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French Liberty | British slavery

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James Gillray

Collections record: P.288-1948


This is an example of a two-compartment composition, which was a popular format during the 1790s because it allowed for direct contrasts. Here, a new figure emerges: that of the sans culotte. So-called in France because they wore full trousers rather than knee-breaches, in England the term was translated in literal sense as ‘without trousers’. The Frenchman thanks his country for his freedom while munching on raw onions, while his English counterpart gorges on a table of food as he curses his taxes. The use of a well-fed John Bull was a popular choice when used in contrast with the French revolutionaries as the juxtaposition emphasised England’s prosperity while simultaneously denigrating France.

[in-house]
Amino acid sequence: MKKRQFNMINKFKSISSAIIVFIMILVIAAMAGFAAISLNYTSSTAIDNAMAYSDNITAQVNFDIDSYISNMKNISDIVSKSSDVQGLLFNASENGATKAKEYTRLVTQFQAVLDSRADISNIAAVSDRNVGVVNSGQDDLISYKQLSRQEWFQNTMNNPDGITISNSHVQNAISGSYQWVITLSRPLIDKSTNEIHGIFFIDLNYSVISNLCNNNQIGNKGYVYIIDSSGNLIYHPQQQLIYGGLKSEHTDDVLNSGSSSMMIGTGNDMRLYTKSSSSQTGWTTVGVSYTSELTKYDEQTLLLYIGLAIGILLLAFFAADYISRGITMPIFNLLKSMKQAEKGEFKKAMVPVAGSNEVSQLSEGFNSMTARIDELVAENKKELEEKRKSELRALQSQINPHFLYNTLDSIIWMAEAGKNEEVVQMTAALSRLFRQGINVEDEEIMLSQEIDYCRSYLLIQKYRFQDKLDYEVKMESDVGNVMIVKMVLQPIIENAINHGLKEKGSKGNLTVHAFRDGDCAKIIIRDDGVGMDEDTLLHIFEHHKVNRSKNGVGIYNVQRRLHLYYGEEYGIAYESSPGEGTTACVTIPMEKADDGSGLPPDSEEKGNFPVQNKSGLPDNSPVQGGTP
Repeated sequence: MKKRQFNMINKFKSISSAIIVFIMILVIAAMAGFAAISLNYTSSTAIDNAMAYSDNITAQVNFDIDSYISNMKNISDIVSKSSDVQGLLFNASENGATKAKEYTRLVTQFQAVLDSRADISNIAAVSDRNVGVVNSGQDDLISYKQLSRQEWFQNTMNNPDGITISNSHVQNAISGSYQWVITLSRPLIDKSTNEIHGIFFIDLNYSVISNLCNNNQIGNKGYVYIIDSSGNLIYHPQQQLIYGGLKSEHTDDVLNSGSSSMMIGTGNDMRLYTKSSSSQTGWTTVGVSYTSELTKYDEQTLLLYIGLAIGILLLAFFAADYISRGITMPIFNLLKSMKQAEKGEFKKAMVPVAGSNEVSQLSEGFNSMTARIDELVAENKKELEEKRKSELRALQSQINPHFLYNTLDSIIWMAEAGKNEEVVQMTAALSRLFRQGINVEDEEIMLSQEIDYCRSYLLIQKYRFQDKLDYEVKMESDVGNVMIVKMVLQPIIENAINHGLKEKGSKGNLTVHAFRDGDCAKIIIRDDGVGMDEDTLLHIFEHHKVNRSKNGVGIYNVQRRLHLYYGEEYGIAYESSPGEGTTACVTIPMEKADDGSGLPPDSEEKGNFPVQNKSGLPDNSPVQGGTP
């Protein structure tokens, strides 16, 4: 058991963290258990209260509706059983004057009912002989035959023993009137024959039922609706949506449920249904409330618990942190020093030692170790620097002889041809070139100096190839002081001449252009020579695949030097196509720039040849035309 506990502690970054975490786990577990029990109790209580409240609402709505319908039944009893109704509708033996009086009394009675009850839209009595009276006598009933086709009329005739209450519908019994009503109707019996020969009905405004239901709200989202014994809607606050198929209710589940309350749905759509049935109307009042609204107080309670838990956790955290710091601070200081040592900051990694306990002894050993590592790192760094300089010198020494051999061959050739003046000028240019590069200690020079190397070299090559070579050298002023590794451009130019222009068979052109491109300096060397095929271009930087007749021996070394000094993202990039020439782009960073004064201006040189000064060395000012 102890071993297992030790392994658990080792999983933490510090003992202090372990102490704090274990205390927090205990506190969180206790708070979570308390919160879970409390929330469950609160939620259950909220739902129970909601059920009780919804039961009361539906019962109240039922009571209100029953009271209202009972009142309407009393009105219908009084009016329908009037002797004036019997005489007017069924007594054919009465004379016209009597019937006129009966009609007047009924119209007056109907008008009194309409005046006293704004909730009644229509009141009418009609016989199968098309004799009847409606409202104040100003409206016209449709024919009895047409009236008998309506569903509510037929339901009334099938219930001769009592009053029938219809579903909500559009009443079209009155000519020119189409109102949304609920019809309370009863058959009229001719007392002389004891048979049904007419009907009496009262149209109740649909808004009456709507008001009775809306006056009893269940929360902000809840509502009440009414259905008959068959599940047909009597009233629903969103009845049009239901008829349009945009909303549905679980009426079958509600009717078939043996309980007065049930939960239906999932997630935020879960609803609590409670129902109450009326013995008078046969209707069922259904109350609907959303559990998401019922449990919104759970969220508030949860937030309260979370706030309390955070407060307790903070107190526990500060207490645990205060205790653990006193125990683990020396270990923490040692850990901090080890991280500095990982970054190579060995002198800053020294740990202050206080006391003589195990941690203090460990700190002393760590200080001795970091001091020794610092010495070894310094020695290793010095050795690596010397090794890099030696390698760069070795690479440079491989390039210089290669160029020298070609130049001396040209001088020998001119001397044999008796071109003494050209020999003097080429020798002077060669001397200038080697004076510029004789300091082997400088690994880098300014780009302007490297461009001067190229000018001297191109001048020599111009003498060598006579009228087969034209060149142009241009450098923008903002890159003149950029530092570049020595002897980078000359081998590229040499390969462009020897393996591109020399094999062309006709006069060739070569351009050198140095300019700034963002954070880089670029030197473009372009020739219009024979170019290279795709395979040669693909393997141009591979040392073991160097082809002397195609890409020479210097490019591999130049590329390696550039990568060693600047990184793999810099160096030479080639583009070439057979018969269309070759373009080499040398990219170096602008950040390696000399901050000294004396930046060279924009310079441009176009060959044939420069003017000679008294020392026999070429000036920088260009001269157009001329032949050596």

Given by Lady Violet Beaumont, 1948 (P.288-1948)

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